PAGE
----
“Casting down imaginations, and every high thing that exalteth itself against the knowledge of God, and bringing into captivity every thought to the obedience of Christ.” — 2 Corinthians 10:5
Charles H. Spurgeon (1834-1892)
Plain truth is in this wonderful century of small account; men crave to be mystified by their own cogitations. Many glory in being too intellectual to receive anything as absolute certainty: they are not at all inclined to submit to the authority of a positive revelation. God’s word is not accepted by them as final, but they judge it and believe what they like of it.
This is madness. I speak to those who believe in the Scriptures, and I say if, indeed, there be a revelation, it becomes us to be silent before it, and accept it without dispute. The Lord knows what he is better than we can ever know, and if he has been pleased to speak in his Word plainly and solemnly, it is ours to believe what he says, because he says it.
It may be all very well to prove that such and such a revelation of God is consistent with reason, consistent with analogy, consistent with a thousand things; but the spirit which needs such argument is a spirit of rebellion against God. If there be a revelation, every part of it is of authority, and must be believed. Human thought is not the arbiter of truth, but the infallible Word is the end of all strife.
It is not ours to say what the truth must be, or what we think it should be, or what we would like it to be, but reverently to sit down with open ear and willing heart to receive what God has spoken.
If an astronomer were to forbear to examine the stars, and teach an astronomy invented in his own brain, he would be an idiot: and those who treat theology in like fashion are not much better.
“Surely,” saith one, “we ought to modify our beliefs by public opinion, and the current of thought.”
I say “no” a thousand times. The incorruptible word of God liveth and abideth forever, and is incapable of modification. To modify is to adulterate and nullify it, and render it of none effect, so that it becomes another gospel, and, indeed, no gospel.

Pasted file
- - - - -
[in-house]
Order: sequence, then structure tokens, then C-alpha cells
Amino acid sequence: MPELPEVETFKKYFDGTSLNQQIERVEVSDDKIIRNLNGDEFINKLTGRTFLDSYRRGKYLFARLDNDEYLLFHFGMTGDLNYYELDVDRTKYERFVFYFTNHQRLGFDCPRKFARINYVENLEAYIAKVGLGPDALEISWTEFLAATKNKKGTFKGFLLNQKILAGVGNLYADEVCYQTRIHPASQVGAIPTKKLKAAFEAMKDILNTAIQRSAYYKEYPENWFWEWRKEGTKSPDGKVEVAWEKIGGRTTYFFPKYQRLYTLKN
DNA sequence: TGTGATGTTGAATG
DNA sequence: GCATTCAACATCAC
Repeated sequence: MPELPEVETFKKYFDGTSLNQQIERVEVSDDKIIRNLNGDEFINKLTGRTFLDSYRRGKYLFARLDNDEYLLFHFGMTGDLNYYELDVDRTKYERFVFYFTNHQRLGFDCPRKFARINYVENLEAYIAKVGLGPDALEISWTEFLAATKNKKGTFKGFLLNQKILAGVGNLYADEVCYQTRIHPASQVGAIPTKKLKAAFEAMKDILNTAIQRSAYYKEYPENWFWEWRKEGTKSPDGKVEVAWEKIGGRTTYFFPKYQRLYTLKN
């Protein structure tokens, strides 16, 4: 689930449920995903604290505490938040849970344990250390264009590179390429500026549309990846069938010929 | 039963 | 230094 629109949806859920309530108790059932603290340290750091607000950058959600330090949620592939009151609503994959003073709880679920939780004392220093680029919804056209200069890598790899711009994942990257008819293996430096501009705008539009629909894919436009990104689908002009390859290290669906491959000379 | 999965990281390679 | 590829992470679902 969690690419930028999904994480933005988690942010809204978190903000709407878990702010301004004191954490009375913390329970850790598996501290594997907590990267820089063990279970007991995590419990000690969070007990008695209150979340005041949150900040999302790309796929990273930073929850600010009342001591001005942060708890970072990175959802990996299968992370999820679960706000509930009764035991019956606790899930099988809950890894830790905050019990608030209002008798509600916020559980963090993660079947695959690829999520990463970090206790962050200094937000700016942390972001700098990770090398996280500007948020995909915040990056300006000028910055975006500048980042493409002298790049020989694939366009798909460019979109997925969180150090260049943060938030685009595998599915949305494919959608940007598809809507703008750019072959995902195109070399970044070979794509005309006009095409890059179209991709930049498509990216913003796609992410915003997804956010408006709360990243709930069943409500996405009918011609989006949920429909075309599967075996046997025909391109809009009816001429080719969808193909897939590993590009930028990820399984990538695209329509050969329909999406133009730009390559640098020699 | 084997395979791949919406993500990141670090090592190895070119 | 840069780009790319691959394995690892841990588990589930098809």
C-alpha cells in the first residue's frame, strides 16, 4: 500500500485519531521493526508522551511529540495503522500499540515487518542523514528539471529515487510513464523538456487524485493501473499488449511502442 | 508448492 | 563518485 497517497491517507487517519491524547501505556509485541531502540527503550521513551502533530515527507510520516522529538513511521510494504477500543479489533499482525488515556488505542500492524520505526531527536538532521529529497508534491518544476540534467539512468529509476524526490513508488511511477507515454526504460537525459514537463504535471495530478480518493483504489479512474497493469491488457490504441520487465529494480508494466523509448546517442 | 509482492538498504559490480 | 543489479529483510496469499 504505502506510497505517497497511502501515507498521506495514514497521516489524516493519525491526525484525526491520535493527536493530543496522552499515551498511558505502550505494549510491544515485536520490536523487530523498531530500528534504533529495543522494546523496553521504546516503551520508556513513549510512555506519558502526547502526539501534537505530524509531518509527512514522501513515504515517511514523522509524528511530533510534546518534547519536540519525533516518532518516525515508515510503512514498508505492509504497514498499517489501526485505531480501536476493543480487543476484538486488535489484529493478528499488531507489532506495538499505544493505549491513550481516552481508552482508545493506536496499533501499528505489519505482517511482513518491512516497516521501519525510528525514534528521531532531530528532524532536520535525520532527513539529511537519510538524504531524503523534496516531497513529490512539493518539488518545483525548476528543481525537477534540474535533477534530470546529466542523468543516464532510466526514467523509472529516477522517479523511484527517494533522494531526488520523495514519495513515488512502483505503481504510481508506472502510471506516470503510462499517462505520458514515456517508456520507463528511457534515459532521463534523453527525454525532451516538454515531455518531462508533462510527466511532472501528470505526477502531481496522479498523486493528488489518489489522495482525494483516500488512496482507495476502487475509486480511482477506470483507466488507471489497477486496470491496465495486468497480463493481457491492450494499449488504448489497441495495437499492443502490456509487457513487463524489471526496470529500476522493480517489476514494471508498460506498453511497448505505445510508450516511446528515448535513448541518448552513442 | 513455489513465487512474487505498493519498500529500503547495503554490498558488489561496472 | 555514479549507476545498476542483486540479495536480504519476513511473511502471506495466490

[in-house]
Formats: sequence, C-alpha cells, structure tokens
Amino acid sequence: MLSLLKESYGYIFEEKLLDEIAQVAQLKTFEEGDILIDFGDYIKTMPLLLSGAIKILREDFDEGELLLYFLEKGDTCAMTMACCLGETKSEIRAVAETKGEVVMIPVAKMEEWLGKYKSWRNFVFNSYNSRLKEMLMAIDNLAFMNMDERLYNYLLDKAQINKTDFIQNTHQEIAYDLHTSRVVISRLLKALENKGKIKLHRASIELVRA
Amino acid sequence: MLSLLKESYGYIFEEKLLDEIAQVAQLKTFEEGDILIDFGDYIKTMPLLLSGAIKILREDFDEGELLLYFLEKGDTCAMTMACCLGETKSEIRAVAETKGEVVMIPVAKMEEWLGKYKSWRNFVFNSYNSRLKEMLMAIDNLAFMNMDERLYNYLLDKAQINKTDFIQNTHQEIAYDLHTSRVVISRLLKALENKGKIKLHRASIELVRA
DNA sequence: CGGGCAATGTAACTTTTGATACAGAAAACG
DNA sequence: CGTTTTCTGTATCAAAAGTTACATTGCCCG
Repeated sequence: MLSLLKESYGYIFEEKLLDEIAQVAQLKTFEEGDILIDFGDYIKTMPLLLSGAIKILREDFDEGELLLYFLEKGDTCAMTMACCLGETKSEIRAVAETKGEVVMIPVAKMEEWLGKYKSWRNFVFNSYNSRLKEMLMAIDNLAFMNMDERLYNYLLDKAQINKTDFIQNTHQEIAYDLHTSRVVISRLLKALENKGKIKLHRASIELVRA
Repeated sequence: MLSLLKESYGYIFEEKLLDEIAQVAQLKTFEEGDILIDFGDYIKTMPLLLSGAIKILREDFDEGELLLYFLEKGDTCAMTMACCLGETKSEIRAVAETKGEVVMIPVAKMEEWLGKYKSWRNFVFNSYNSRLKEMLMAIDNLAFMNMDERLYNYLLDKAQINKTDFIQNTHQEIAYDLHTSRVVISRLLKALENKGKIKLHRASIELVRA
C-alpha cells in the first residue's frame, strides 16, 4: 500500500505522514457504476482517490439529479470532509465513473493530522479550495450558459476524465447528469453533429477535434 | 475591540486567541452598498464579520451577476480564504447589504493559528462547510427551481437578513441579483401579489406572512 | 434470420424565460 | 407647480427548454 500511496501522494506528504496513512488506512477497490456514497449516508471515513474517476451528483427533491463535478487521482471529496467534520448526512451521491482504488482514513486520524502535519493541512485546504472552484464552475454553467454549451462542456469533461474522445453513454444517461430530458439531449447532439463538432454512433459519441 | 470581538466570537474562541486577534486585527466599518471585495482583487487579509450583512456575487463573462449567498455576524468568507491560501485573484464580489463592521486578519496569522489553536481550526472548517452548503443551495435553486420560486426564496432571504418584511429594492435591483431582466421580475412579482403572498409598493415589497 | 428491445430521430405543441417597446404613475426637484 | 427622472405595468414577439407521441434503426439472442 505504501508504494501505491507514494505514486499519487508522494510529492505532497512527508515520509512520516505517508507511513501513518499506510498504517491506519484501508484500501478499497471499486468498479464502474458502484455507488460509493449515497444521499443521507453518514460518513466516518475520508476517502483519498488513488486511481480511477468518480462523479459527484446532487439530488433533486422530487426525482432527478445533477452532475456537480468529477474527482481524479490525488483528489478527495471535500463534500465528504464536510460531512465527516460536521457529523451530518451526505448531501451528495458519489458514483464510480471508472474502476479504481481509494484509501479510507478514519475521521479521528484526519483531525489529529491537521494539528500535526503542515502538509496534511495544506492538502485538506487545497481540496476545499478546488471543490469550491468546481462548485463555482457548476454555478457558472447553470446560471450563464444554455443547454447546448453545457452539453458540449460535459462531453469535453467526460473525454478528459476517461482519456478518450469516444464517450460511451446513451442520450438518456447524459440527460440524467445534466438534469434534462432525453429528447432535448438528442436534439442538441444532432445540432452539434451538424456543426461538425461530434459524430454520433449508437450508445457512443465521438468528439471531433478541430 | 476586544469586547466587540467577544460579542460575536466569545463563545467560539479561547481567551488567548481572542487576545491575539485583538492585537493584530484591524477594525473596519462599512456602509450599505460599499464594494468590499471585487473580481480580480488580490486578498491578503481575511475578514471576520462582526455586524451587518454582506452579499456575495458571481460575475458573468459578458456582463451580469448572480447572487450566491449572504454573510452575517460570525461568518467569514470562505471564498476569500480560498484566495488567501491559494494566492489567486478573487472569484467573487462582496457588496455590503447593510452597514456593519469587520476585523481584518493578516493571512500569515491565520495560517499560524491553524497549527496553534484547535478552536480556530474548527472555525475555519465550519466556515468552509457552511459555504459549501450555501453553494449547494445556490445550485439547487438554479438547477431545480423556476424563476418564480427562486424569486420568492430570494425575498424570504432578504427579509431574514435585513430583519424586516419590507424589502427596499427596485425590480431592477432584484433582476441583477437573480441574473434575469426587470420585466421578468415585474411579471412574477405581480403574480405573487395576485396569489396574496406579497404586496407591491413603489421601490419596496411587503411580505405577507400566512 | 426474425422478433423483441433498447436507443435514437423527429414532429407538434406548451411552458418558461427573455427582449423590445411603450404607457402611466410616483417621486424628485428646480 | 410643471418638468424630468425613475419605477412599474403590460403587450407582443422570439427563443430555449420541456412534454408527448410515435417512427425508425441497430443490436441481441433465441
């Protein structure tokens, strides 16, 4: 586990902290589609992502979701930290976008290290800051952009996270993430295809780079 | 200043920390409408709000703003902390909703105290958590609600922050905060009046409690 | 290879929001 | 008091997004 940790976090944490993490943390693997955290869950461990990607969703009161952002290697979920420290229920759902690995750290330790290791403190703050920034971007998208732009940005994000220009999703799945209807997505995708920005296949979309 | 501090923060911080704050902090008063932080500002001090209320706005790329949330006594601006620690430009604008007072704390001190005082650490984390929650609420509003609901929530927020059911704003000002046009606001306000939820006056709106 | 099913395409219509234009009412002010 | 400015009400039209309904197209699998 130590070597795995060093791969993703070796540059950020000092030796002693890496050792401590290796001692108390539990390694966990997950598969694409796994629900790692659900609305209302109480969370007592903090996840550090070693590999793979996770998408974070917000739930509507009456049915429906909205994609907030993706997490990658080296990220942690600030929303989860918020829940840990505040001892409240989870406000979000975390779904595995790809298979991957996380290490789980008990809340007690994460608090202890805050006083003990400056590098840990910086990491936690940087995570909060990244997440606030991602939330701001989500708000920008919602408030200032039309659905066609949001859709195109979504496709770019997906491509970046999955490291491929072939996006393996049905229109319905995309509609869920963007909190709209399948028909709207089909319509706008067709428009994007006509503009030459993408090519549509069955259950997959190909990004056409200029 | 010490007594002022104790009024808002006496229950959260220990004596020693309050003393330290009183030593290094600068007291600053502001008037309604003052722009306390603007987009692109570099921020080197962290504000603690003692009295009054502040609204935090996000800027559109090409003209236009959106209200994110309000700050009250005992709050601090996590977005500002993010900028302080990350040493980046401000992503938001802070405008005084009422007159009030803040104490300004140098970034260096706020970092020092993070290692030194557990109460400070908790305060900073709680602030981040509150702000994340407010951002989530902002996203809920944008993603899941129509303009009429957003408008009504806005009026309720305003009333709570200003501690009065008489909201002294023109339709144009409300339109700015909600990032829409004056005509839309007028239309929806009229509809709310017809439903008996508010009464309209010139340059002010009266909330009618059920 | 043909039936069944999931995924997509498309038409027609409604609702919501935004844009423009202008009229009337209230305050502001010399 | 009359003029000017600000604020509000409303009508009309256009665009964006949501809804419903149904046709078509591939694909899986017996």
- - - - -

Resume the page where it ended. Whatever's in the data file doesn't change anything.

The thought of tampering with revealed truth is vicious, and ought not to be tolerated by any Christian for a second. The gospel of Jesus Christ is not a thing which is to be moulded according to the fashion of the period: it is “Jesus Christ the same yesterday, today, and for ever.”
Whether the Greek philosophy rules or is exploded, whether some more modern theory blazes up or smoulders down, is small concern of ours, for we are set to preach the one unvarying gospel of Jesus Christ, with the Holy Ghost sent down from heaven.
No man was ever led to a saving faith by our meeting him halfway and consenting to his unbelief. No real faith was ever wrought in man by his own thoughts and imaginations; he must receive the gospel as a revelation from God, or he cannot receive it at all.
Faith is a supernatural work wherever it is found, and if we think that we can beget faith in ourselves or others by the use of the fleshly weapons of philosophy we shall certainly be foiled. The Scriptures pressed home by the Holy Ghost are God’s power unto salvation, and not men’s cogitation’s and imaginations.
There is the revealed gospel, reject it at your peril; there is Jehovah’s revelation of himself to men, receive it or be lost; this is the ground to go upon if we would speak as the oracles of God. God grant that proud thinkers may come upon this ground and become believers. (excerpted from: Forts Demolished and Prisoners Taken, Sermon #1473, delivered by C.H. Spurgeon at Metropolitan Tabernacle, Newington, May 11, 1879)